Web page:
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Items Tagged with 'work related stress'
Conflicts between work and home — in both directions — are an important contributor to the risk of burnout, suggests a study in the April Journal of Occupational and Environmental Medicine, official publication of the American College of Occupational and Environmental Medicine (ACOEM).
In the current issue of the Harvard Business Review the cover story details how senior-level executives, both men and women of course, deal with the work-life balance hassle. The takeaway: everyone struggles with it; there are options that depend on things like ambition, age, individual financial resources, and individual support networks.
In a surprising finding, new research out of Great Britain shows that many employers in their 60s have a lower “relative vitality age” – and thus, lower health risks – than colleagues in their 30s. The Britain’s Healthiest Company Report* crunched numbers on nearly 10,000 people and concluded that the sexagenarians in the survey had lower health risks based on a “Vitality Age calculator” developed by PruHealth, a health insurer and wellness program provider.
Workaholics work hard, but still have poor job performance — mainly because of high mental and physical strain, according to a study in the November Journal of Occupational and Environmental Medicine, official publication of the American College of Occupational and Environmental Medicine (ACOEM).
Adverse working conditions are associated with the risk of depression in working-age adults, suggests a study in the September Journal of Occupational and Environmental Medicine, official publication of the American College of Occupational and Environmental Medicine (ACOEM).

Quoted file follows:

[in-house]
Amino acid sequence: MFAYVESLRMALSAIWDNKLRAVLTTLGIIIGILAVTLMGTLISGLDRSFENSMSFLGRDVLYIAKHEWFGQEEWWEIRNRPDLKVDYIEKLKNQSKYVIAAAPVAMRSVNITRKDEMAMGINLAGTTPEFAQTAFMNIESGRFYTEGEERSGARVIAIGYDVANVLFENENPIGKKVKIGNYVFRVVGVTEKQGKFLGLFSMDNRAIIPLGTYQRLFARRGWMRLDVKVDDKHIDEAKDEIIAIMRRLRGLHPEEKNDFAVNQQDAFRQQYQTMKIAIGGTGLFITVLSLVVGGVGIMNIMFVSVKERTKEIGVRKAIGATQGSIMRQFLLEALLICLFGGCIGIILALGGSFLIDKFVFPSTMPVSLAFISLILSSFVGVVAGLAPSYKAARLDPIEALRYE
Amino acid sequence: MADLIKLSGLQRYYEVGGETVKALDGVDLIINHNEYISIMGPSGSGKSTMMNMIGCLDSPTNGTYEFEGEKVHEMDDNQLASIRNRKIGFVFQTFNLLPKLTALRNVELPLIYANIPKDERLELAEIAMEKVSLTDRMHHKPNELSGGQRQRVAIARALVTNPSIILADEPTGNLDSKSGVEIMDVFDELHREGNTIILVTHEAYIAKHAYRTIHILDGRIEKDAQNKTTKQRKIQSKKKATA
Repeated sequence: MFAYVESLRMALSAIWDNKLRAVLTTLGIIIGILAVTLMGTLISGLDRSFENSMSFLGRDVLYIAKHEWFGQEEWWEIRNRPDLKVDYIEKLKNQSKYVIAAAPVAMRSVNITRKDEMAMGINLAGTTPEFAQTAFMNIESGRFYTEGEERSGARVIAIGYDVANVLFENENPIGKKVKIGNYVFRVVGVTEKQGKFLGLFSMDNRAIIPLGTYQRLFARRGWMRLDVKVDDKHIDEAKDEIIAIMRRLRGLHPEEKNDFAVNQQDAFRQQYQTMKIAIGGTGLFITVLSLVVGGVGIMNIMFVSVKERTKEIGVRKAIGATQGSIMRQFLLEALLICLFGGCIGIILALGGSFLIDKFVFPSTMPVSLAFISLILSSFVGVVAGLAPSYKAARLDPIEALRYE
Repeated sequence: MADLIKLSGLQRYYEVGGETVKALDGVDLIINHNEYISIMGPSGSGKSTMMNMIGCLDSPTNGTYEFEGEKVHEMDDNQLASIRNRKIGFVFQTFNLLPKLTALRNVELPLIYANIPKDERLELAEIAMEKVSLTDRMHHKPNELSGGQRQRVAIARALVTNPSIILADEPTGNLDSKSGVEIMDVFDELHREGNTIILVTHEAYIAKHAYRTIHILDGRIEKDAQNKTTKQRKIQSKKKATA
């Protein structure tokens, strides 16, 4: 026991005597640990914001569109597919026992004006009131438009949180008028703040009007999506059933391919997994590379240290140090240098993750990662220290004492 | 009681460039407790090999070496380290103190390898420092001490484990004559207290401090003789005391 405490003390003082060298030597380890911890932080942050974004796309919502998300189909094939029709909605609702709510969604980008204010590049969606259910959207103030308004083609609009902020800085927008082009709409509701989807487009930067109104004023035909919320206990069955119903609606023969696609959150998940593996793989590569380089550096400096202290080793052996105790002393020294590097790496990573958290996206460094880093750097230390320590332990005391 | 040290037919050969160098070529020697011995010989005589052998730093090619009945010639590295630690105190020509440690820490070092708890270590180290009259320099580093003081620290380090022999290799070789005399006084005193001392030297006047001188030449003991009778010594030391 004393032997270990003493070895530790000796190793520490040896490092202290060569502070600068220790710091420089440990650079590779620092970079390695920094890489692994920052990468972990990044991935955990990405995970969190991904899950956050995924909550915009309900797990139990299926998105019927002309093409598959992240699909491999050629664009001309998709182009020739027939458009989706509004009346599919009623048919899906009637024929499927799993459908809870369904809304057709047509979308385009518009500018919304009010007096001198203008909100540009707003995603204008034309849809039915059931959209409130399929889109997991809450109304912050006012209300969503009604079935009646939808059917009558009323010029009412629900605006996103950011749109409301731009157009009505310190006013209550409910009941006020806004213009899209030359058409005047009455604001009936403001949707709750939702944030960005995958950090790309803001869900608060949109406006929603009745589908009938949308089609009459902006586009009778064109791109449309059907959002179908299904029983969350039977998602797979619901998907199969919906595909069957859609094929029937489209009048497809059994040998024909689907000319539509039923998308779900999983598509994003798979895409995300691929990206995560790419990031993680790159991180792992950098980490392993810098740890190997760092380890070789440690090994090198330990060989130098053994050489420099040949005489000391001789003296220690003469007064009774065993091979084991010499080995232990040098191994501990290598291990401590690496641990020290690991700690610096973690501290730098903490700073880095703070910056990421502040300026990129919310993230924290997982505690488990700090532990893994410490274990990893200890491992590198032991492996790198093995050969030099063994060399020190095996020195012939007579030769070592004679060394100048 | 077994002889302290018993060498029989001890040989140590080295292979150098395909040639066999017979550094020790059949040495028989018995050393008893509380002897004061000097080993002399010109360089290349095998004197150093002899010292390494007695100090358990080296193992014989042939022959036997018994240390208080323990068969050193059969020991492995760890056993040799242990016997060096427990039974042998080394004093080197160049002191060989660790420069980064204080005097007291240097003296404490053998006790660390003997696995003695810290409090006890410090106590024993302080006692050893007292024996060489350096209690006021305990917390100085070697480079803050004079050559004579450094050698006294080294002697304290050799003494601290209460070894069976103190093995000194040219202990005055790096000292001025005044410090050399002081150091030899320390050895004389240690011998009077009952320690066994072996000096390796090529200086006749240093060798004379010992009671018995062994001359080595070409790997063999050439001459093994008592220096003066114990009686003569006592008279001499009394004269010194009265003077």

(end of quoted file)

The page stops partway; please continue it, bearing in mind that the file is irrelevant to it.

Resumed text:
It seems we are always attempting to fight that 2:30 feeling, but these don’t have to be your only options. How often do businesses overlook the stress of the workload their workers must handle?
Recent uneventful hurricane seasons have done little to calm Florida workers’ fear of hurricanes, according to a new study by Wayne Hochwarter, the Jim Moran Professor of Business Administration at the Florida State University College of Business.
Work-related stress is one of the main reasons given by the 47 percent of German workers who say they doubt that they’ll be able to continue working under their current employment conditions until retirement age (67 in Germany).
Half of workers across Europe think work-related stress is common, and four in ten think it is not handled well at their workplace. Job insecurity or job reorganization is thought to be the most common cause of work-related stress across Europe. There is low awareness of programs or policies to make it easier for workers to continue working up to or beyond the retirement age, though the majority support their introduction.